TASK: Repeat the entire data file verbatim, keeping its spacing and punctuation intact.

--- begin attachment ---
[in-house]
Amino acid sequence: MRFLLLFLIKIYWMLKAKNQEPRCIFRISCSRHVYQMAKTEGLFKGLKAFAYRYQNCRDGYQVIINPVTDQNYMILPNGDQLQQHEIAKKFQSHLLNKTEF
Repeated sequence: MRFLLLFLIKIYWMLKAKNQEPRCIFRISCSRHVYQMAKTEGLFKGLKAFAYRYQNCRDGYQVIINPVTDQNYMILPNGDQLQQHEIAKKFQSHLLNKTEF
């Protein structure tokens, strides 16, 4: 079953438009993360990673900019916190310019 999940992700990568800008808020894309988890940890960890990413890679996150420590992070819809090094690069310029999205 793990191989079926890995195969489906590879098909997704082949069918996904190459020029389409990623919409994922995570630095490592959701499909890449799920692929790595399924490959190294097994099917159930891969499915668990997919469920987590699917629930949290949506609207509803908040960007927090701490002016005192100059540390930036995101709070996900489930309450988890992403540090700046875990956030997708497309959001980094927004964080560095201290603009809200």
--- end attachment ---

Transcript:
[in-house]
Amino acid sequence: MRFLLLFLIKIYWMLKAKNQEPRCIFRISCSRHVYQMAKTEGLFKGLKAFAYRYQNCRDGYQVIINPVTDQNYMILPNGDQLQQHEIAKKFQSHLLNKTEF
Repeated sequence: MRFLLLFLIKIYWMLKAKNQEPRCIFRISCSRHVYQMAKTEGLFKGLKAFAYRYQNCRDGYQVIINPVTDQNYMILPNGDQLQQHEIAKKFQSHLLNKTEF
């Protein structure tokens, strides 16, 4: 079953438009993360990673900019916190310019 999940992700990568800008808020894309988890940890960890990413890679996150420590992070819809090094690069310029999205 793990191989079926890995195969489906590879098909997704082949069918996904190459020029389409990623919409994922995570630095490592959701499909890449799920692929790595399924490959190294097994099917159930891969499915668990997919469920987590699917629930949290949506609207509803908040960007927090701490002016005192100059540390930036995101709070996900489930309450988890992403540090700046875990956030997708497309959001980094927004964080560095201290603009809200």